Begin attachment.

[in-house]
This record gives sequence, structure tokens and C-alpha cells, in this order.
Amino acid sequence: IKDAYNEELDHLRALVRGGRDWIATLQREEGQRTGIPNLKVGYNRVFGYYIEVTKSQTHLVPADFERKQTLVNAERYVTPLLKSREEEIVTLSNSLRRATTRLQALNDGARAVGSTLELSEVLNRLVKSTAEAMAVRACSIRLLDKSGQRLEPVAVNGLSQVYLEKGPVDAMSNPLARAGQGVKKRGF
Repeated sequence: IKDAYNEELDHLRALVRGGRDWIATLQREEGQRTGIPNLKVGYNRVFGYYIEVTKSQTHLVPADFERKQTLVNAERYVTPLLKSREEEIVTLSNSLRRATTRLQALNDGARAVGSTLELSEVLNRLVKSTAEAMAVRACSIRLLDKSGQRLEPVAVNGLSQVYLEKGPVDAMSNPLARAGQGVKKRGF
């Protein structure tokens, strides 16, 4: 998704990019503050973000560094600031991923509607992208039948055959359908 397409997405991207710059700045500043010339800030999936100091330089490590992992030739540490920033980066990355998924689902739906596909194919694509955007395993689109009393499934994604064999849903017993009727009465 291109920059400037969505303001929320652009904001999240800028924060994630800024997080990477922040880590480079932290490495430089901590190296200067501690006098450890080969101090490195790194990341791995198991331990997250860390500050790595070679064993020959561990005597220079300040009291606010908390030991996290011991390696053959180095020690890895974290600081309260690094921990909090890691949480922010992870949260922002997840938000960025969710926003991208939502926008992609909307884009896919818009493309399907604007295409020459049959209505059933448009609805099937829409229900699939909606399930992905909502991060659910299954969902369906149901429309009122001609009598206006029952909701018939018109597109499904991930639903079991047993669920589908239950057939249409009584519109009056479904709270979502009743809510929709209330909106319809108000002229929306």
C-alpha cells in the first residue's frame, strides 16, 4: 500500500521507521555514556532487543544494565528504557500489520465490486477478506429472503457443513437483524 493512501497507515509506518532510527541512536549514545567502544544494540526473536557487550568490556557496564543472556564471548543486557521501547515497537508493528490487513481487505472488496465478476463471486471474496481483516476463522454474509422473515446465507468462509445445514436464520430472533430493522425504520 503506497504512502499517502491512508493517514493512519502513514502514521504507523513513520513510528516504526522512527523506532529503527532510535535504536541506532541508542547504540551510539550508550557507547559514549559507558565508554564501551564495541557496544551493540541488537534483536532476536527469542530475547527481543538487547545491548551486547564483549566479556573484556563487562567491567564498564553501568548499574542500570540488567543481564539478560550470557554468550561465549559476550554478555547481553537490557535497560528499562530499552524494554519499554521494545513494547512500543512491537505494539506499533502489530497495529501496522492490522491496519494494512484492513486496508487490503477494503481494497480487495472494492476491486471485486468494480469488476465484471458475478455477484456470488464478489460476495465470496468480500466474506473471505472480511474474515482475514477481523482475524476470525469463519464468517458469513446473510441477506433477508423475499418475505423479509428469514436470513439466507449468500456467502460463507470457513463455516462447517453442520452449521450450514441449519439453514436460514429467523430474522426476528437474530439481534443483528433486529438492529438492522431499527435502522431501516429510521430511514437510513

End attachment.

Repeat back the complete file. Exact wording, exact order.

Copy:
[in-house]
This record gives sequence, structure tokens and C-alpha cells, in this order.
Amino acid sequence: IKDAYNEELDHLRALVRGGRDWIATLQREEGQRTGIPNLKVGYNRVFGYYIEVTKSQTHLVPADFERKQTLVNAERYVTPLLKSREEEIVTLSNSLRRATTRLQALNDGARAVGSTLELSEVLNRLVKSTAEAMAVRACSIRLLDKSGQRLEPVAVNGLSQVYLEKGPVDAMSNPLARAGQGVKKRGF
Repeated sequence: IKDAYNEELDHLRALVRGGRDWIATLQREEGQRTGIPNLKVGYNRVFGYYIEVTKSQTHLVPADFERKQTLVNAERYVTPLLKSREEEIVTLSNSLRRATTRLQALNDGARAVGSTLELSEVLNRLVKSTAEAMAVRACSIRLLDKSGQRLEPVAVNGLSQVYLEKGPVDAMSNPLARAGQGVKKRGF
């Protein structure tokens, strides 16, 4: 998704990019503050973000560094600031991923509607992208039948055959359908 397409997405991207710059700045500043010339800030999936100091330089490590992992030739540490920033980066990355998924689902739906596909194919694509955007395993689109009393499934994604064999849903017993009727009465 291109920059400037969505303001929320652009904001999240800028924060994630800024997080990477922040880590480079932290490495430089901590190296200067501690006098450890080969101090490195790194990341791995198991331990997250860390500050790595070679064993020959561990005597220079300040009291606010908390030991996290011991390696053959180095020690890895974290600081309260690094921990909090890691949480922010992870949260922002997840938000960025969710926003991208939502926008992609909307884009896919818009493309399907604007295409020459049959209505059933448009609805099937829409229900699939909606399930992905909502991060659910299954969902369906149901429309009122001609009598206006029952909701018939018109597109499904991930639903079991047993669920589908239950057939249409009584519109009056479904709270979502009743809510929709209330909106319809108000002229929306």
C-alpha cells in the first residue's frame, strides 16, 4: 500500500521507521555514556532487543544494565528504557500489520465490486477478506429472503457443513437483524 493512501497507515509506518532510527541512536549514545567502544544494540526473536557487550568490556557496564543472556564471548543486557521501547515497537508493528490487513481487505472488496465478476463471486471474496481483516476463522454474509422473515446465507468462509445445514436464520430472533430493522425504520 503506497504512502499517502491512508493517514493512519502513514502514521504507523513513520513510528516504526522512527523506532529503527532510535535504536541506532541508542547504540551510539550508550557507547559514549559507558565508554564501551564495541557496544551493540541488537534483536532476536527469542530475547527481543538487547545491548551486547564483549566479556573484556563487562567491567564498564553501568548499574542500570540488567543481564539478560550470557554468550561465549559476550554478555547481553537490557535497560528499562530499552524494554519499554521494545513494547512500543512491537505494539506499533502489530497495529501496522492490522491496519494494512484492513486496508487490503477494503481494497480487495472494492476491486471485486468494480469488476465484471458475478455477484456470488464478489460476495465470496468480500466474506473471505472480511474474515482475514477481523482475524476470525469463519464468517458469513446473510441477506433477508423475499418475505423479509428469514436470513439466507449468500456467502460463507470457513463455516462447517453442520452449521450450514441449519439453514436460514429467523430474522426476528437474530439481534443483528433486529438492529438492522431499527435502522431501516429510521430511514437510513